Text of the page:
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Thank you Puzli. Thank you so much! (for your comment)
Eight years ago, it was so difficult to get information about mental illnesses. Unless one went through the process of a loved one suffering one continued to be oblivious that such things existed. And even if they did one did not talk about it.
We took our daughter to the second p-doc who was working in a Government hospital. My cousin went in and talked with him for sometime. Then my daughter was called in and was there for about ten minutes . Then we were called in and the doctor told us,' I am giving her some tonic for the nerves. She will be allright. As you can see she is in a state of conflict. She either wants to be married which her grandmother wishes or take up a career which her mother wishes. There is a big fight between the two personalities and one will emerge. Nothing to worry.'
There were so many questions I wanted to ask but he waved them off and called out for the next patient. Frustrated and uneasy we left meekly.
When we came home my daughter said,' The doctor said that if I continued to behave in the same way I would be a terrorist. I wonder why he said that, Mamma.'
The doctor had prescribed Fludac, akin to Prozac - one tablet a day. Her condition worsened.
Meanwhile my parents, in a distant town had matched horoscopes with eligible men, found one suitable and arranged the engagement ceremony. 'All you have to do is bring her here. Once she is engaged she will be fine', they urged. I was aghast when their letter arrived. Here she could barely walk.
I tried to broach the topic of 'breakdowns' with several friends. I got no response. Then one morning I rang up my father's old friend who stayed in the same town. I told him everything. He said he knew the p-doc at the Military hospital very well. The p-doc was his friend's son but he was out of town.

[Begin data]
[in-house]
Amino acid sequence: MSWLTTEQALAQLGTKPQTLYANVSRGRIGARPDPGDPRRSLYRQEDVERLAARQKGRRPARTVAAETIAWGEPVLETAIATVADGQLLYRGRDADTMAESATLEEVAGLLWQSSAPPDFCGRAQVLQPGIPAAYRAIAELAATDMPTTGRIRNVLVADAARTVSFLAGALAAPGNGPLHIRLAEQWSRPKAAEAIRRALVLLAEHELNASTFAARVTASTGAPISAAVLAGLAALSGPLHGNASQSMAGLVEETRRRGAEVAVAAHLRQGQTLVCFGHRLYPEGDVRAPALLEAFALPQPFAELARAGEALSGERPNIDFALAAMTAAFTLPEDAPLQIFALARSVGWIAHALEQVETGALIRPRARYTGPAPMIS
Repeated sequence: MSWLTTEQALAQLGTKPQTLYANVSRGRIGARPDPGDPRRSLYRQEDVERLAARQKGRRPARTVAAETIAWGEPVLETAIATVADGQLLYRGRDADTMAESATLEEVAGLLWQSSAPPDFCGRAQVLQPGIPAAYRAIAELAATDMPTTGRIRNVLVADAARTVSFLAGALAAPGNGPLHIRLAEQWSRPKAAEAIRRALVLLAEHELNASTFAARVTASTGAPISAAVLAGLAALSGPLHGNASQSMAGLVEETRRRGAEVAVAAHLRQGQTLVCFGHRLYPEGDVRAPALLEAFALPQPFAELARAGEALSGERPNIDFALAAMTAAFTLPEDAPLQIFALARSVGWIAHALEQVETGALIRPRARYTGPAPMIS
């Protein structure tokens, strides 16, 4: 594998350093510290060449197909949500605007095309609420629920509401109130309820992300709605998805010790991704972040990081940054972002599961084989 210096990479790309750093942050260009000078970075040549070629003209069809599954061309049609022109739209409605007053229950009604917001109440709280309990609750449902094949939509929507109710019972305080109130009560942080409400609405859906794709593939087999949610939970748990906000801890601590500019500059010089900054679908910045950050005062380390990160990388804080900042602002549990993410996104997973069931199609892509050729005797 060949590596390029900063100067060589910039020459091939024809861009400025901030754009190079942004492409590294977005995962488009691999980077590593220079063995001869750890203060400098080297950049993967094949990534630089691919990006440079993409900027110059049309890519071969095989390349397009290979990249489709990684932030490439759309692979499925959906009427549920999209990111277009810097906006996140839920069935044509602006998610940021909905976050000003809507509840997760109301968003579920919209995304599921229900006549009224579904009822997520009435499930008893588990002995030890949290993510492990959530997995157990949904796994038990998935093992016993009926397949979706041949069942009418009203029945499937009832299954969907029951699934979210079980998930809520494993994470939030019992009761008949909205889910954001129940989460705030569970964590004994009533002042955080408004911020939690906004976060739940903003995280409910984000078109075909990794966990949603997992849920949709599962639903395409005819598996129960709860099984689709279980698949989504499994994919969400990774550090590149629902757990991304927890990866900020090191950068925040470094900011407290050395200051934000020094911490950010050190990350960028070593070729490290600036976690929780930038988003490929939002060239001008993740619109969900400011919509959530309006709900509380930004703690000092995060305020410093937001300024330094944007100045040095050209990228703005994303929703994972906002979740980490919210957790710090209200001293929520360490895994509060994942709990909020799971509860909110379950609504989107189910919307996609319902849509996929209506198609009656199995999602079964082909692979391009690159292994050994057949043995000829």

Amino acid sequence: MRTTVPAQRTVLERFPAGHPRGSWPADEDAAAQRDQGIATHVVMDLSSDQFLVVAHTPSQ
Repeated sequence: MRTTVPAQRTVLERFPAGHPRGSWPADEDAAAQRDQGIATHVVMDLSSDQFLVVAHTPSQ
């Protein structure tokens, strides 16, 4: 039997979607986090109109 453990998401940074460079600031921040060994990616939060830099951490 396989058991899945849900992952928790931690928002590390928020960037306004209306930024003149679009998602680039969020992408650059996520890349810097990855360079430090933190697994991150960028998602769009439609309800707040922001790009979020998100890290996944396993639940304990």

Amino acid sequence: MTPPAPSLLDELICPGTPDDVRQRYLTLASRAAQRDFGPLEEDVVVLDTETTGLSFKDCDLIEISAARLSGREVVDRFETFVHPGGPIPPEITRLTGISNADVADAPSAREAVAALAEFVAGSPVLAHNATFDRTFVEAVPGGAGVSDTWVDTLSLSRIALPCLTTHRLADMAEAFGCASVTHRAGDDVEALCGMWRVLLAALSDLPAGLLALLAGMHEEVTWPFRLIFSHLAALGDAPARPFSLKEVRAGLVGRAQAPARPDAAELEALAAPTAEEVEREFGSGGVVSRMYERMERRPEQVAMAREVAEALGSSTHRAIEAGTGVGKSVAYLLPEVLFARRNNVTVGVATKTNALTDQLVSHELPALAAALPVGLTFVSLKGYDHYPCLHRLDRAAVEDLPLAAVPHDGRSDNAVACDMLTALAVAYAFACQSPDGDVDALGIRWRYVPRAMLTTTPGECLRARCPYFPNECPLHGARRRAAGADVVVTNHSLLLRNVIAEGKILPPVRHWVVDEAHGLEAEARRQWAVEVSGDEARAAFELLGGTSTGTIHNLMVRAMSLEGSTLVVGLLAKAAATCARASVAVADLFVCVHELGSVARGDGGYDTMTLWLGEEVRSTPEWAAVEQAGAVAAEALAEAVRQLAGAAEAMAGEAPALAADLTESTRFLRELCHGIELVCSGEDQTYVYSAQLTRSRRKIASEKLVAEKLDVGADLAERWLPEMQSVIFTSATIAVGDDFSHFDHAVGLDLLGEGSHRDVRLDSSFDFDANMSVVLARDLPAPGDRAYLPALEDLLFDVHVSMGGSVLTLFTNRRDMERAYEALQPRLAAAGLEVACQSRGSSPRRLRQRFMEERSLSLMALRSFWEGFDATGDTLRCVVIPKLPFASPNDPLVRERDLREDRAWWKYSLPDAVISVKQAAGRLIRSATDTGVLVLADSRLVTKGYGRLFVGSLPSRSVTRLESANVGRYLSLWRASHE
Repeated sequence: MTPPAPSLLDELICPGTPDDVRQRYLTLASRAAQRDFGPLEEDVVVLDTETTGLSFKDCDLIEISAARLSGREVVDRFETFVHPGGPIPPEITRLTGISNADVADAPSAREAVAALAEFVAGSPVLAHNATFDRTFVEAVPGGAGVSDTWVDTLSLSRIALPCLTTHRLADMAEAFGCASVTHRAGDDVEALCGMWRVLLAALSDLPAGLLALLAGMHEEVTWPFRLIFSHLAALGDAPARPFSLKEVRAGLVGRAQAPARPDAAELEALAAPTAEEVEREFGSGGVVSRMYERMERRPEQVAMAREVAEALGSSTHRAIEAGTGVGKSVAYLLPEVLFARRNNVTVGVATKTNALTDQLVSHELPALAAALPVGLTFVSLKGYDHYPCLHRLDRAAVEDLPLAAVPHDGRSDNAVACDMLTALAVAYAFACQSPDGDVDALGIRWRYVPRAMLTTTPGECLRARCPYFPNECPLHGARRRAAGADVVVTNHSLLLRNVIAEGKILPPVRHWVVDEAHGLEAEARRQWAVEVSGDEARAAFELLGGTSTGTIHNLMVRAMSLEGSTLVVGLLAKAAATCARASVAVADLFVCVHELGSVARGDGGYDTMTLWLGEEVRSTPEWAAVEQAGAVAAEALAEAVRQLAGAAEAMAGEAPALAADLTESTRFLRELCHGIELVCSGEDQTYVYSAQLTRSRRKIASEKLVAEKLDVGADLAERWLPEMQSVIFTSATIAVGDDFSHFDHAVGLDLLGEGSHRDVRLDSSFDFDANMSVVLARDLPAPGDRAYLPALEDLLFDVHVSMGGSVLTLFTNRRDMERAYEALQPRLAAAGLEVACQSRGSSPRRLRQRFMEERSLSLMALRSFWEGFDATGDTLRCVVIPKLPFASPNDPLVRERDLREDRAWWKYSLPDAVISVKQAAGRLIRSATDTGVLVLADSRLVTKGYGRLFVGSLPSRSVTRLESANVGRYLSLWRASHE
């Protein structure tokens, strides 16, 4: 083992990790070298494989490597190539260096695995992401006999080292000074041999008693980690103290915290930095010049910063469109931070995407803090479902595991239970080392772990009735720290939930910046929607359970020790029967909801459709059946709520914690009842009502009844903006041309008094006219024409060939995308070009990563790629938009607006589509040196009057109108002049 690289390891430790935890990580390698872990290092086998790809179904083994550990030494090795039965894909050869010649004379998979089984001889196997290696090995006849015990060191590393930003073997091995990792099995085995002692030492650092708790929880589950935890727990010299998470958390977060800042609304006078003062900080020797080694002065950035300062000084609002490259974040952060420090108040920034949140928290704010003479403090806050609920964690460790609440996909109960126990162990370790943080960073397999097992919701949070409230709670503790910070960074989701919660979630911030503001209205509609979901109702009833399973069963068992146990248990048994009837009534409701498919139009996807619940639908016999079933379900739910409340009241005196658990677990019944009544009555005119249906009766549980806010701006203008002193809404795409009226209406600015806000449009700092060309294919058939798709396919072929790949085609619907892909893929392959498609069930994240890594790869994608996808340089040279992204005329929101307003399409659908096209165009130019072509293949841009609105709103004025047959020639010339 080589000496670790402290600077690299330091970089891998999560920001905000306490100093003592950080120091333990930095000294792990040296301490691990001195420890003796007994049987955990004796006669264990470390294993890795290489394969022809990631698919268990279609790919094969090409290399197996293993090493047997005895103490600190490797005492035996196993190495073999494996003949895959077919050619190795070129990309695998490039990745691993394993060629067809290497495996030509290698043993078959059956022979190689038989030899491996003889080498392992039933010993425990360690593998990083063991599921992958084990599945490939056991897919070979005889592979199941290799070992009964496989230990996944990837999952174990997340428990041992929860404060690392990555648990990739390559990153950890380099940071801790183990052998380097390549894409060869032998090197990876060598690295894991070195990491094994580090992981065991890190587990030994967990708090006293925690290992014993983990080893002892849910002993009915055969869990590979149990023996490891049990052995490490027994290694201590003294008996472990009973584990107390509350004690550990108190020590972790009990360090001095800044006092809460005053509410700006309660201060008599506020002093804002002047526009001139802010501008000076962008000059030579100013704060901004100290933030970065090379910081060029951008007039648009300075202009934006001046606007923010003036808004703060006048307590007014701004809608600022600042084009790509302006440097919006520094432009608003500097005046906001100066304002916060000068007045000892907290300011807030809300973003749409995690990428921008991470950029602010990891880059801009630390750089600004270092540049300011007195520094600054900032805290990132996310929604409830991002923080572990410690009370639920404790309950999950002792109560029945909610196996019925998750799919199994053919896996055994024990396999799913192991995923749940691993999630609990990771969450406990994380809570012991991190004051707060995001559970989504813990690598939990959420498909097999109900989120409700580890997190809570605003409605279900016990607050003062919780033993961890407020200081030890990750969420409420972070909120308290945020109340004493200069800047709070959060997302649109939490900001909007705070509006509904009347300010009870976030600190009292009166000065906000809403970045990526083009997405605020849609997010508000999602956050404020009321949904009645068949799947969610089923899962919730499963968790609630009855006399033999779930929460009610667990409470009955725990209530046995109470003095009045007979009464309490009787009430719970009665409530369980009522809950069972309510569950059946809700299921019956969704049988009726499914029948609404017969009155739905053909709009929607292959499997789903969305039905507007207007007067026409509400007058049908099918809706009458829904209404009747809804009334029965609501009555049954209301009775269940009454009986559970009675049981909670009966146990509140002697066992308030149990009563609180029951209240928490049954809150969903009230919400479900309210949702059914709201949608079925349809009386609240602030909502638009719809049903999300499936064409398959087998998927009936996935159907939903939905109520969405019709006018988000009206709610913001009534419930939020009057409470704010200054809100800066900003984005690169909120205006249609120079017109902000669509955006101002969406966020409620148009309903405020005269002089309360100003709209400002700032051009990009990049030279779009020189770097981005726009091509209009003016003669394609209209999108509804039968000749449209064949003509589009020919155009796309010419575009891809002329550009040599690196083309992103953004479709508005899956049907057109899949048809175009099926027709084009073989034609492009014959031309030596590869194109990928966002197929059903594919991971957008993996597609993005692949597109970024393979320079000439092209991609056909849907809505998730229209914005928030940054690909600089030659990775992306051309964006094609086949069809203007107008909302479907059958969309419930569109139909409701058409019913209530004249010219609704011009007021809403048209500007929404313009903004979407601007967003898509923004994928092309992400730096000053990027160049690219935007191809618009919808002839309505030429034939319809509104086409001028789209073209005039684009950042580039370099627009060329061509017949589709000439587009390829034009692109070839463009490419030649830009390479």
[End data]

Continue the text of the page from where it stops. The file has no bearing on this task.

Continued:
My daughter by then had stopped eating. We would get different flavours of icecream which she loved. When I asked her which flavour she wanted, she would say,'I no longer know what I want.'
We again contacted the government p-doc who told us to consult a neurologist. So we took her to the neurologist . There my daughter started talking and arguing with him. The neurologist screamed at all of us and said,'This is a psychiatrist case. How dare such patients come here Take her back to the psychiatrist.' We took her back to the government p-doc who wrote that ECT be administered the next day. He told us brusquely to take an appointment for it.
We are supposed to protect the ones we love especially the vulnerable.
Why was I frightened then to ask the p-doc questions about my daughter's welfare? Why didn't I confront him then about his earlier statement that my daughter would be well? Why didn't I ask him about the medication and its side effects?
Was it because of the conditioning imposed by society not to question something which is enveloped by stigma? Or was it because mental illnesses were the abyss of the unknown? I still feel sorrow and guilt for being silent.
We did not go back to the p-doc at the Government hospital but rushed to the p-doc at the Military Hospital where treatment with Haloperidol began.
Its almost 2-30 in the morning. Shall continue later...